How the Muppets are teaching children to cope with emotions

Sesame Workshop and International Rescue Committee are collaborating to teach children how to handle tough emotions. The new Sesame edition is being made with refugee kids in mind

Muppets teach emotional coping strategies

With the average length of refugee displacement approaching 20 years, non-governmental agencies (NGOs) have had to rethink their approaches to providing services for this vulnerable population. 60 Minutes reported Sunday how one NGO, the International Rescue Committee (IRC), is teaming up with iconic children's broadcaster Sesame Workshop to address this gap. "Ahlan Simsim", or "Welcome Sesame," was created with refugee children in mind and will teach Arabic-speaking children around the world to cope with some of the traumas associated with extended displacement. The show is one product of a staggering $100 million grant from the MacArthur Foundation.

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The new Muppets for "Ahlan Simsim"

On the set of "Ahlan Simsim" in Amman, Jordan, 60 Minutes Correspondent Lesley Stahl saw firsthand how the Muppets are teaching these coping strategies to children. "The episode I saw, the tactic was belly breathing," Stahl told 60 Minutes Overtime. With the help of three new Muppets--Basma, Jad, and their humorous sidekick baby goat, Ma'zooza--created expressly for the Arab-language show, Stahl reported how this new Sesame production will teach children to breathe purposefully when they feel a strong emotion.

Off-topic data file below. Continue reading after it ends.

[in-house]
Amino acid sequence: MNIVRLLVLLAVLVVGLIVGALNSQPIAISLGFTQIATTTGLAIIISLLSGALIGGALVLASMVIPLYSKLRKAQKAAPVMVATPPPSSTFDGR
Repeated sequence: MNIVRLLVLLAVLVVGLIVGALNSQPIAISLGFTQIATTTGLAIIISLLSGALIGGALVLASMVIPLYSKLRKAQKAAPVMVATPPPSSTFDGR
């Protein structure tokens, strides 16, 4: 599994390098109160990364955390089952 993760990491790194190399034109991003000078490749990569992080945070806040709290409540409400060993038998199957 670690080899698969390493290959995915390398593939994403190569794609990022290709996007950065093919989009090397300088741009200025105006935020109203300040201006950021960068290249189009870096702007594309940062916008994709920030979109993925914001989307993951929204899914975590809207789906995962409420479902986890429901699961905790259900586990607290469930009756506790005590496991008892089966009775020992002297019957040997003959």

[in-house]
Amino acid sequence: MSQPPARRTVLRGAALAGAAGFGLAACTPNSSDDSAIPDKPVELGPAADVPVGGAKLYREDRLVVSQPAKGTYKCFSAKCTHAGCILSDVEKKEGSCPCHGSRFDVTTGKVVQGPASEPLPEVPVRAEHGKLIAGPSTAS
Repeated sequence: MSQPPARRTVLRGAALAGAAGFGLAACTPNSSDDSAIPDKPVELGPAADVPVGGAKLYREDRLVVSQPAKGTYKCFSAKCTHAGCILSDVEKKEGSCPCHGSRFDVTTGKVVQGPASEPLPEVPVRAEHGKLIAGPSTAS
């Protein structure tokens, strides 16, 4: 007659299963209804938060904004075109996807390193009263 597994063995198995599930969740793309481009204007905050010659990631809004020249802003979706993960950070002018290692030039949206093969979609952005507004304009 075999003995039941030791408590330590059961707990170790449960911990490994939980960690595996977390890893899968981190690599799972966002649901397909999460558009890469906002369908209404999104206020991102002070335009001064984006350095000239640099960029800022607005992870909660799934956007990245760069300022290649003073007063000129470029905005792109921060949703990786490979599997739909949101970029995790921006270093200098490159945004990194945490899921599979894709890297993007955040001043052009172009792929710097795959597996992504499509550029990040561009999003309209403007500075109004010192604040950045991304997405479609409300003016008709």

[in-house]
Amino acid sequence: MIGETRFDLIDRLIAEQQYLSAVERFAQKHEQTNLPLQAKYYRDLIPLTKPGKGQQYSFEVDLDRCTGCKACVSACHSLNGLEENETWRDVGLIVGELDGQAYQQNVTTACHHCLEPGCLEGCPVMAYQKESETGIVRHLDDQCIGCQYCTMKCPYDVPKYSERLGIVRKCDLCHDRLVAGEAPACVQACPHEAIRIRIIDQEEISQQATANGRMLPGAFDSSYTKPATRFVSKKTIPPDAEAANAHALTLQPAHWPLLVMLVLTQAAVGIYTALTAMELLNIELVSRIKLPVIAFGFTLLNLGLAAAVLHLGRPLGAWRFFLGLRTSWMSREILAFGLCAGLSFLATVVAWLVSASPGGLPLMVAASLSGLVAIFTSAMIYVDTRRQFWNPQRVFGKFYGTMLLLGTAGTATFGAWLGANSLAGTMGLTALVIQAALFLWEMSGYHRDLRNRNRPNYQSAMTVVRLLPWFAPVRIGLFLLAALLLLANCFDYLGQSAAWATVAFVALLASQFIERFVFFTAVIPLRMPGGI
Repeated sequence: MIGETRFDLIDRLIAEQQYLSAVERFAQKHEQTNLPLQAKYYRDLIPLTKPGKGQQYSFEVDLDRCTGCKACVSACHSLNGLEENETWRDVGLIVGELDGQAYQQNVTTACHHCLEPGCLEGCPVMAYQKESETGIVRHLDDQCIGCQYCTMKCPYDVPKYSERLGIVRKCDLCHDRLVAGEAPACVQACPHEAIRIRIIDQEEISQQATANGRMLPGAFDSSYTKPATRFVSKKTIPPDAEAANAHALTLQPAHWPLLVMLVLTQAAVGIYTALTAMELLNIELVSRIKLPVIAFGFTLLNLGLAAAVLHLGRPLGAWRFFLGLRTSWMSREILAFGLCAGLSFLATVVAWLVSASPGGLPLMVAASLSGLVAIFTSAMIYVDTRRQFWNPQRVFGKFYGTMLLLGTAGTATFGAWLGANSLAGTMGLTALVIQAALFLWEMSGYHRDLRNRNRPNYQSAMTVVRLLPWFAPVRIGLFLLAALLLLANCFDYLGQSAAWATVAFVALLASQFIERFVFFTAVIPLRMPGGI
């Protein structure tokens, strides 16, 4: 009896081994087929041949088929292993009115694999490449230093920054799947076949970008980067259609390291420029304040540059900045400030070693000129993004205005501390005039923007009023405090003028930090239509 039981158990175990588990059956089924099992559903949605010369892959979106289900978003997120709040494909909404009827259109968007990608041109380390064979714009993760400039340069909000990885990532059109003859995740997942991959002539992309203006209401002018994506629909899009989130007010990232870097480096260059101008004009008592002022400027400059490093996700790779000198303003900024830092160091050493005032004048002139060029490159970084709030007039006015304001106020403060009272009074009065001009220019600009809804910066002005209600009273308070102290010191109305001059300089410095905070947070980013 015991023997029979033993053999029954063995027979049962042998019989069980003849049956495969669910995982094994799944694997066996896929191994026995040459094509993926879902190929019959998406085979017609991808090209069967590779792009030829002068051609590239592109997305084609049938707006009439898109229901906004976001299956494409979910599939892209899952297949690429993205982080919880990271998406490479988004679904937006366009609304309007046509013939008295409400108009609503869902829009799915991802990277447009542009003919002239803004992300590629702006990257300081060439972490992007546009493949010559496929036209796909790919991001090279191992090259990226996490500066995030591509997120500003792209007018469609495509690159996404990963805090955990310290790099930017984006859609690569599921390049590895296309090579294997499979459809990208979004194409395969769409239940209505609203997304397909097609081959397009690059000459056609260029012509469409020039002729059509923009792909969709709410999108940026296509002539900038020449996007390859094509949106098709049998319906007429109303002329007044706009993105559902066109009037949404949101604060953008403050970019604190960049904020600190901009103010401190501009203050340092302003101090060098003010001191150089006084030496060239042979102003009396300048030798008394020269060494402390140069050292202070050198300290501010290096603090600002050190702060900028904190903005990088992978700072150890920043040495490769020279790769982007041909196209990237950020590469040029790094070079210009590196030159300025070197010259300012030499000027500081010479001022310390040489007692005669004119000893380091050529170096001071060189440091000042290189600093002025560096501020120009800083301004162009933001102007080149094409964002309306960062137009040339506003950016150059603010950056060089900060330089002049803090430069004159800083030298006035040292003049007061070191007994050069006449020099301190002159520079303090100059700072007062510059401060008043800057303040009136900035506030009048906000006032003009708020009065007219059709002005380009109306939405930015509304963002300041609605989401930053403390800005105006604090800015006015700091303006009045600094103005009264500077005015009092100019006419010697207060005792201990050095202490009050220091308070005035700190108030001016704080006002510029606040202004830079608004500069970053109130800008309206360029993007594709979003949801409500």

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Basma, the new female Muppet created for "Welcome Sesame," explained belly breathing to Stahl. "You put your hand on your tummy, then you take a deep breath, and breathe out," Basma demonstrated. Experts hope that when children utilize this practice in real life, it will help quell fears and make painful moments more tolerable. As the plush purple Muppet Basma explains, "This makes you feel relaxed… it helped me feel a little better."

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Stahl went on to explain the larger purpose of the exercise. "You can feel loneliness, you can feel sadness," she said, "you're not alone." The deep breaths Basma demonstrated are a reminder to children going through sometimes unimaginable challenges that, in Stahl's words, "you're not on an island by yourself. We're all in this."

The video above was produced by Sarah Shafer, Rebecca Chertok Gonsalves and Matthew Polevoy. It was edited by Sarah Shafer.

Sesame Workshop® video courtesy of ©2019 Sesame Workshop